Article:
Why Macy’s is cutting stores and going upscale

Earlier this month, Macy’s announced its plans to close between 35 and 40 of its lowest performing stores. If the retailer — which has over 800 locations in 45 states — wants to keep sales from continuing to slip –its second quarter comparable sales dropped 2 percent in August — it will have to keep slashing its store count.

In May, CFO Karen Hoguet addressed Wall Street analysts, and pointed to the retailer’s 150 top performing stores as an area ripe for investment, according to FortuneThose stores are located in cities like New York and San Francisco and at choice shopping malls, where business has boomed, rather than dwindled.

“We believe there is opportunity to elevate these stores further and accelerate their growth,” said Hoguet in May. “Hopefully, we will begin to see the benefit this fall, particularly in the fourth quarter.”

With a less ubiquitous presence all over the country, Macy’s could focus on online sales and Macy’s Backstage, the off-price Macy’s brand akin to stores like Nordstrom Rack and Saks Off Fifth. During its second quarter earnings call, CEO Terry Lundgren pointed to these two channels as opportunities for the chain’s “aggressive growth.” 

The company said it plans to improve the in-store experience in those 150 stores by integrating technology, incorporating more high-end offerings, and adding staff. Lower-end clearance items will live in Macy’s Backstage locations.

That model has worked for Nordstrom, which has 120 U.S. locations and focuses on quickly growing the number of its Nordstrom Rack stores, adding 27 this year. In August, the retailer saw comparable sales grow by 5 percent.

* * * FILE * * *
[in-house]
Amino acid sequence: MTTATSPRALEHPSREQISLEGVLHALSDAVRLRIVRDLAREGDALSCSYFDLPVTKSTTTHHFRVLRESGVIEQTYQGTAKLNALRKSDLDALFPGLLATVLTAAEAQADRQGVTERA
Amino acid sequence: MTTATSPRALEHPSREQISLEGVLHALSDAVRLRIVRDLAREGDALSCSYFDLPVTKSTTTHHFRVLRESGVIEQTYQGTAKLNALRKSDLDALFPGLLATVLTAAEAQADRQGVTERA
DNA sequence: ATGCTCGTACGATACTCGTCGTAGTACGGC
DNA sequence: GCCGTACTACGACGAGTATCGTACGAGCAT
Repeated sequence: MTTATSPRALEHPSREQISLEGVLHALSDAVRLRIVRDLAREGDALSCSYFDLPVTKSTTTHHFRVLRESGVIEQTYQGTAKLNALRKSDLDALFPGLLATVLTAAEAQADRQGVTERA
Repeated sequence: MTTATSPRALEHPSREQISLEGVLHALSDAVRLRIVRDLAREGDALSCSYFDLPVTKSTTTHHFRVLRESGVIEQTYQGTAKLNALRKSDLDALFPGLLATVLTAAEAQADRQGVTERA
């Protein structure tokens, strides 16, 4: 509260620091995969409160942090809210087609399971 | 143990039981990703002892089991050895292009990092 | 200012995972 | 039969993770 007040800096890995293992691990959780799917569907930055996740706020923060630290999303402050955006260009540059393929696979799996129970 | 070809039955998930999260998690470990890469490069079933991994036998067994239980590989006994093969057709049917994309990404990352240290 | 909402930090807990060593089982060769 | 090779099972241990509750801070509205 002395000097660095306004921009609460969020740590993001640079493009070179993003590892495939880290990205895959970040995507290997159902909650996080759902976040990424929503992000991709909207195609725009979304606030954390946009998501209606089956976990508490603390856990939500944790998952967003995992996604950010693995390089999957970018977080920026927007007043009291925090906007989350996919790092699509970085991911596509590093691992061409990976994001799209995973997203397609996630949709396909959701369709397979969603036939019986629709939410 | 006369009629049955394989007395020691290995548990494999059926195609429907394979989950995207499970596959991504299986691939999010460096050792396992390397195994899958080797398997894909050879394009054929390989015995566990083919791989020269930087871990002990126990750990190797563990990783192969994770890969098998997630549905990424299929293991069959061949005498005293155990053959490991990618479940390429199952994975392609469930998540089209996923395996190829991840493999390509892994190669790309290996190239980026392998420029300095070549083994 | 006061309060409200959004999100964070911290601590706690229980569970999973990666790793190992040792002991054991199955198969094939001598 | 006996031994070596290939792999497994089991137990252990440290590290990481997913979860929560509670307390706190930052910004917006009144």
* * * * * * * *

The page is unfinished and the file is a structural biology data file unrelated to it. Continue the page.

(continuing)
Macy’s is feeling the fate of the middle-road retailer: Shoppers on a budget are heading to stores like Target and T.J.Maxx, and those with more to spend are shopping at higher-end specialty stores like Neiman Marcus, Saks and Bloomingdales. 

“This year, T.J.Maxx, Nordstrom Rack and Marshalls will open 250 stores combined. That’s a massive amount of apparel retailing that’s not happening in department stores,” said Egelanian. “And then the retailers on the high end are doing quite well, but ones in the middle are not.”

It’s not just Macy’s middle-tier status that’s working against it: The department store format itself is being cannibalized by other consumer options.

“Everything that was once exclusive to a department store was commoditized to become an independent store,” said Nick Egelanian, CEO and president of retail real estate firm SiteWorks. “You’ll see that department stores started to drastically decline in the 1990s.” Egelanian believes that in the next 15 years, department store foot traffic will be cut in half.

To bring in shoppers, Macy’s has introduced a partnership with Best Buy and also acquired Bluemercury, a skincare and beauty retailer with high-end price points. A similar strategy has shown results for JCPenney, which brought Sephora into stores and has since seen a boost in sales because of it.

“It doesn’t hurt to affiliate with strong brands, but is it really going to move the meter? Probably not,” said Egelanian. According to Egelanian, it’s all about convenience — since consumers have so many shopping options, it’s not all that likely they’ll head to a shopping mall to seek out a Macy’s for its Best Buy.

According to eMarketer analyst Yory Wurmser, a remaining benefit of Macy’s many locations is their ability to act as shipping fulfillment centers for online orders, giving the retailer a physical edge over e-commerce competitor Amazon. “Department stores like Macy’s have the physical attributes to compete with Amazon on delivery and fulfillment, but do they have the strategy,” he said.

Egelanian thinks Macy’s should puts its efforts toward competing in the department store space, where it could succeed.

“Macy’s has the talent, the expertise and the relationships to be successful in a higher-end direction,” said Egelanian. “But whether or not they have the focus to do that is another question.”

Image via Macy’s.

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